GARDENING: Some good fall clean-up tips

People often compliment me on my green thumb. But I can tell you that it is only through many mistakes (most of them costly) and learning from them that I have become a good gardener. This has never been more true than during fall clean-up time. When I cut corners and got lazy, I was very sorry come spring. Below is a check list that I use to help make sure I am a happy gardener when things warm up.

1: Empty all your pots and containers and store them with some protection.

- Whether you have terra cotta pots or plastic pots, if you wish to keep them a while, empty them out. When I have not done this, my terra cotta pots crack from the freezing and thawing of the water in the dirt left in them. The plastic ones may survive a winter or two, but inevitably they just crack and break from the weather as well. What I do is create a make shift compost pile in an area of the yard that is not used. You can put tarp down if you wish. I just start dumping the dirt in one big pile then store my containers under the deck. I add mulched leaves on top of the dirt pile and let mother nature do the rest. All the moisture from the snow will help decompose the debris in the pile, and come spring, I have dirt to put back in all my pots.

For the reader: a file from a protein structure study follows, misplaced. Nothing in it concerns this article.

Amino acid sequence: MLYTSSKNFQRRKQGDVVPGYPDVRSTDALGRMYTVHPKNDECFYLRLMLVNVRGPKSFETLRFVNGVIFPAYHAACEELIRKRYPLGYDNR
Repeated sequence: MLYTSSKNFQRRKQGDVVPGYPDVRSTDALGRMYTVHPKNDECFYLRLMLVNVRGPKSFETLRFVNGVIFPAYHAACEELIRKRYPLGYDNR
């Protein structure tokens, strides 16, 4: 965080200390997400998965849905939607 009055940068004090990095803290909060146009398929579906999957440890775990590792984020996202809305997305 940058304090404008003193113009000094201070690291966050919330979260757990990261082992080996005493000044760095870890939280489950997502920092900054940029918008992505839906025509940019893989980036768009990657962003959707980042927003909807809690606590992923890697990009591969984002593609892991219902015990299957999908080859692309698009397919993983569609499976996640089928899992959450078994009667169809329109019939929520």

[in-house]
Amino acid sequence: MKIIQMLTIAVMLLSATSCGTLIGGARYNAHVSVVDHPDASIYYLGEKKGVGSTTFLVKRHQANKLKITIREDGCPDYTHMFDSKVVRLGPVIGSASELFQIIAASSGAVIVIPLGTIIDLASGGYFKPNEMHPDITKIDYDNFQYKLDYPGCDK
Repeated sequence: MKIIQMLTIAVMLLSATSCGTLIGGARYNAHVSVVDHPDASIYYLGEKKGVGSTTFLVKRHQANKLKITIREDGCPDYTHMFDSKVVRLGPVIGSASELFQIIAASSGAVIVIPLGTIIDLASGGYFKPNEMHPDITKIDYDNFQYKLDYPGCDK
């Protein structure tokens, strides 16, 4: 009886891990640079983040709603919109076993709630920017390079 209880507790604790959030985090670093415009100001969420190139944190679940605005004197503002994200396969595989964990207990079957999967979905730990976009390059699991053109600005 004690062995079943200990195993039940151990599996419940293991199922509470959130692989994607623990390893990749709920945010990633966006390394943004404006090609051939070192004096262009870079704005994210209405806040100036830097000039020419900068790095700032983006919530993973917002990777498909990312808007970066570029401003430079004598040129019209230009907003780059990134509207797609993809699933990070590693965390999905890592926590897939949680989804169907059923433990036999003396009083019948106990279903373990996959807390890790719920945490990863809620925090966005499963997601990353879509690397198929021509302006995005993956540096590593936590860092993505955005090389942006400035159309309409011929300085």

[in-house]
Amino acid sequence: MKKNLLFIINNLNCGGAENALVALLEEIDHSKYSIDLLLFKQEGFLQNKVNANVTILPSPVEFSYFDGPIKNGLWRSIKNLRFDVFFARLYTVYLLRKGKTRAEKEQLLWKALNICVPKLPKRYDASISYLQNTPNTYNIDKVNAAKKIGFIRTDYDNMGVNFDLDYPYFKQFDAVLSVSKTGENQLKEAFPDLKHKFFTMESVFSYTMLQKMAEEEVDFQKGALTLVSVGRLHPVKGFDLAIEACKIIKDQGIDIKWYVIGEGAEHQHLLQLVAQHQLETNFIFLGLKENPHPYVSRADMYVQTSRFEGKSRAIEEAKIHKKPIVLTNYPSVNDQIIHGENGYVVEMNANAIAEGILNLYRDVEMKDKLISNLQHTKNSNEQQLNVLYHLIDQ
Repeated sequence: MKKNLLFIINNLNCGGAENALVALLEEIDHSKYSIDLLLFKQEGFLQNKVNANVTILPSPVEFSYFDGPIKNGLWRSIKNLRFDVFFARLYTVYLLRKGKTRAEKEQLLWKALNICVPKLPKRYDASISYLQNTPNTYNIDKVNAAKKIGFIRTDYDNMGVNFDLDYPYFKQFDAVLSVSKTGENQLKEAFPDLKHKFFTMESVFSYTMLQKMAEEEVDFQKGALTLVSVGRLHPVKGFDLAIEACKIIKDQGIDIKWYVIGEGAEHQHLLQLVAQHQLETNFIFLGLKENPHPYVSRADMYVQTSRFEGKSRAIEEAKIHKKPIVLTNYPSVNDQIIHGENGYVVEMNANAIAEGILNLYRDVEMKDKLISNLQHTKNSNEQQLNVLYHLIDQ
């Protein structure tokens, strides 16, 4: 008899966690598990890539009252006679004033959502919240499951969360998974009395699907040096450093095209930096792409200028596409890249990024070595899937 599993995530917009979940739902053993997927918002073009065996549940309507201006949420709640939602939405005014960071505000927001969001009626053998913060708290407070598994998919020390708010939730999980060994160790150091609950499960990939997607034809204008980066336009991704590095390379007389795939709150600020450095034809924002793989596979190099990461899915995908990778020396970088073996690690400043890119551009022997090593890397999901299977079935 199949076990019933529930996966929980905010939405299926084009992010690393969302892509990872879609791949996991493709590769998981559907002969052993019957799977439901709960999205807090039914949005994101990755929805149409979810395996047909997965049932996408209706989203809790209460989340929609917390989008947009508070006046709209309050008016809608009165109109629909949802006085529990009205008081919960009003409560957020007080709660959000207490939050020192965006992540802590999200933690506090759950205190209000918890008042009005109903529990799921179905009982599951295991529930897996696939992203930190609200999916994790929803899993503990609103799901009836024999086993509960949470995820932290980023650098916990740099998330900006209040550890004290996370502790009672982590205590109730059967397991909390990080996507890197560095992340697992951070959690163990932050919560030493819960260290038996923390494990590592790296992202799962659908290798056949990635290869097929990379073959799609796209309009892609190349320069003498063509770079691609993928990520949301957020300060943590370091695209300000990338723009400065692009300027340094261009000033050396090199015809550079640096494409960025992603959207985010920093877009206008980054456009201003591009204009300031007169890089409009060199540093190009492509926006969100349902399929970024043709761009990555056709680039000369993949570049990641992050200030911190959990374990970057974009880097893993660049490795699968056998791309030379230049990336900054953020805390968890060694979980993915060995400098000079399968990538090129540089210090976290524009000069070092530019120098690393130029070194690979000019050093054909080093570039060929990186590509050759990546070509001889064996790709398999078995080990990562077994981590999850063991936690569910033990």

2: Cut back hibernating perennials, and move/plant anything you ran out of time for

-This neatens things come spring for new growth, but know what is good to cut and what needs to wait until spring. Definitely do not touch your roses or anything that may get stimulated from the cutting. Just cut back a lot of your dying plant material. As far as moving and planting, as long as it is early fall, this is a good time to do things like that. The plants are ending their life cycle, so they are going to look bad anyway. Transplanting them won't make them worse. This way, you won't have to disrupt them in the spring as they are flowering and growing.This is also a great time to get deals at the garden center and pop them in the ground.

3: Layer dead leaves from raking onto the beds for warmth

- Some gardeners do not like doing this. They claim you might be transmitting mold or diseases to your beds that might be on the leaves. I do this every year and it not only mends the soil as the leaves decompose, but acts as a blanket. But do be careful of wet areas, if you mound too much, you might create a drainage problem for your plants. If your mower does a rough mulch to the leaves, even better.

4: Winterize the lawn

- Just use a store bought, granulated winterizer and sprinkle away.

5: Prune Japanese Maples

- There is much debate about pruning Japanese Maples, but we are trusting our close family friend, who is half Japanese, who tells us to prune in the Fall or early Winter. Also, as in all pruning, use wood glue to seal your cuts.

6: Empty any water gardens, dry pot and store with protection